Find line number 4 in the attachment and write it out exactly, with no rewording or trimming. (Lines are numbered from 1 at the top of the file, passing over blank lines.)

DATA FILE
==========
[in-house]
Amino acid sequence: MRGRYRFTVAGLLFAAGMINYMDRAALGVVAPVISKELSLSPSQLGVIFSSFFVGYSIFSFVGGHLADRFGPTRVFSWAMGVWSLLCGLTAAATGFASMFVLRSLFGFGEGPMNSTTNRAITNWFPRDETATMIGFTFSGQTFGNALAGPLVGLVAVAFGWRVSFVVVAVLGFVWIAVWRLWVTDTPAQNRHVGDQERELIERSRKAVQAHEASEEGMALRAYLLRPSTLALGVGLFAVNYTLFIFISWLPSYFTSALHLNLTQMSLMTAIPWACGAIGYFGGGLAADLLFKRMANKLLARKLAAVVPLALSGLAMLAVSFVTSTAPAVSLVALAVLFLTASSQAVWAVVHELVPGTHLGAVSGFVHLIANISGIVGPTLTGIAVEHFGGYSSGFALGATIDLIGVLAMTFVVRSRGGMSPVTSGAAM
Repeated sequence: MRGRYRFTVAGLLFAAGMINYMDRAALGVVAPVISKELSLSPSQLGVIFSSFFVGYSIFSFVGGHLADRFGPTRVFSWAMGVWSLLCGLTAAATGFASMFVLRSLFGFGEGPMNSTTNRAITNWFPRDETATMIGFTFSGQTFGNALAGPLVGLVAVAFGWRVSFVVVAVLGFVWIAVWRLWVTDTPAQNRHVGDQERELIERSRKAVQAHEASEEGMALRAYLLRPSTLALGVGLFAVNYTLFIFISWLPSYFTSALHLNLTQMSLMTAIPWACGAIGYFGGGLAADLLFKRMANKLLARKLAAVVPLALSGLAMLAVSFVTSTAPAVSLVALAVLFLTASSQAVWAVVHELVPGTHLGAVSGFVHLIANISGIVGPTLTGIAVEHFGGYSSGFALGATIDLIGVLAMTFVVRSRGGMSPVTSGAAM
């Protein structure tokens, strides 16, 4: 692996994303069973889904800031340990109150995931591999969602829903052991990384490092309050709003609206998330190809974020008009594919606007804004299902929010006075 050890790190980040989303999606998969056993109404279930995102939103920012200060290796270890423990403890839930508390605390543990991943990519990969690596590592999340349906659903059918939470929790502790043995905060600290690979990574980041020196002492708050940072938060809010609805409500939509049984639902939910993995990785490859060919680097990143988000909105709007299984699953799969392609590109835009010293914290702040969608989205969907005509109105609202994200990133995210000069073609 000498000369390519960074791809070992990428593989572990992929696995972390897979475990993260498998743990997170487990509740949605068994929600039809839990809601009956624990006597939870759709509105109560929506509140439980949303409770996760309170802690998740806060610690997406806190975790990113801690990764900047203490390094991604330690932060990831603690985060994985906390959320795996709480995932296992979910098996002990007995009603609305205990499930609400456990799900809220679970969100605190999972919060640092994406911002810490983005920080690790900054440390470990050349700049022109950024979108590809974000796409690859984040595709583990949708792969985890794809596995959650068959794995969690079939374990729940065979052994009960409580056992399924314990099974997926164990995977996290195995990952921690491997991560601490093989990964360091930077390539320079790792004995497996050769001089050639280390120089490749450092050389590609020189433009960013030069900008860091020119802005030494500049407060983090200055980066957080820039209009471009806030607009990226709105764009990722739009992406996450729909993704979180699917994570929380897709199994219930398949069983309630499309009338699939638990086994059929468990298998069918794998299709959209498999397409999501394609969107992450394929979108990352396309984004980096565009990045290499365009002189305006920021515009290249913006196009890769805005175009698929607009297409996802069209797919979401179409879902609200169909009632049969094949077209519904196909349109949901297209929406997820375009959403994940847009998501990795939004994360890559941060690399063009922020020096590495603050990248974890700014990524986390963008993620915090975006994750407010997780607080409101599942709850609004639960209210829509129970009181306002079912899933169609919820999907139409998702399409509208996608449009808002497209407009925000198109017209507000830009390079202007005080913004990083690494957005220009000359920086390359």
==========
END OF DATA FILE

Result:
């Protein structure tokens, strides 16, 4: 692996994303069973889904800031340990109150995931591999969602829903052991990384490092309050709003609206998330190809974020008009594919606007804004299902929010006075 050890790190980040989303999606998969056993109404279930995102939103920012200060290796270890423990403890839930508390605390543990991943990519990969690596590592999340349906659903059918939470929790502790043995905060600290690979990574980041020196002492708050940072938060809010609805409500939509049984639902939910993995990785490859060919680097990143988000909105709007299984699953799969392609590109835009010293914290702040969608989205969907005509109105609202994200990133995210000069073609 000498000369390519960074791809070992990428593989572990992929696995972390897979475990993260498998743990997170487990509740949605068994929600039809839990809601009956624990006597939870759709509105109560929506509140439980949303409770996760309170802690998740806060610690997406806190975790990113801690990764900047203490390094991604330690932060990831603690985060994985906390959320795996709480995932296992979910098996002990007995009603609305205990499930609400456990799900809220679970969100605190999972919060640092994406911002810490983005920080690790900054440390470990050349700049022109950024979108590809974000796409690859984040595709583990949708792969985890794809596995959650068959794995969690079939374990729940065979052994009960409580056992399924314990099974997926164990995977996290195995990952921690491997991560601490093989990964360091930077390539320079790792004995497996050769001089050639280390120089490749450092050389590609020189433009960013030069900008860091020119802005030494500049407060983090200055980066957080820039209009471009806030607009990226709105764009990722739009992406996450729909993704979180699917994570929380897709199994219930398949069983309630499309009338699939638990086994059929468990298998069918794998299709959209498999397409999501394609969107992450394929979108990352396309984004980096565009990045290499365009002189305006920021515009290249913006196009890769805005175009698929607009297409996802069209797919979401179409879902609200169909009632049969094949077209519904196909349109949901297209929406997820375009959403994940847009998501990795939004994360890559941060690399063009922020020096590495603050990248974890700014990524986390963008993620915090975006994750407010997780607080409101599942709850609004639960209210829509129970009181306002079912899933169609919820999907139409998702399409509208996608449009808002497209407009925000198109017209507000830009390079202007005080913004990083690494957005220009000359920086390359």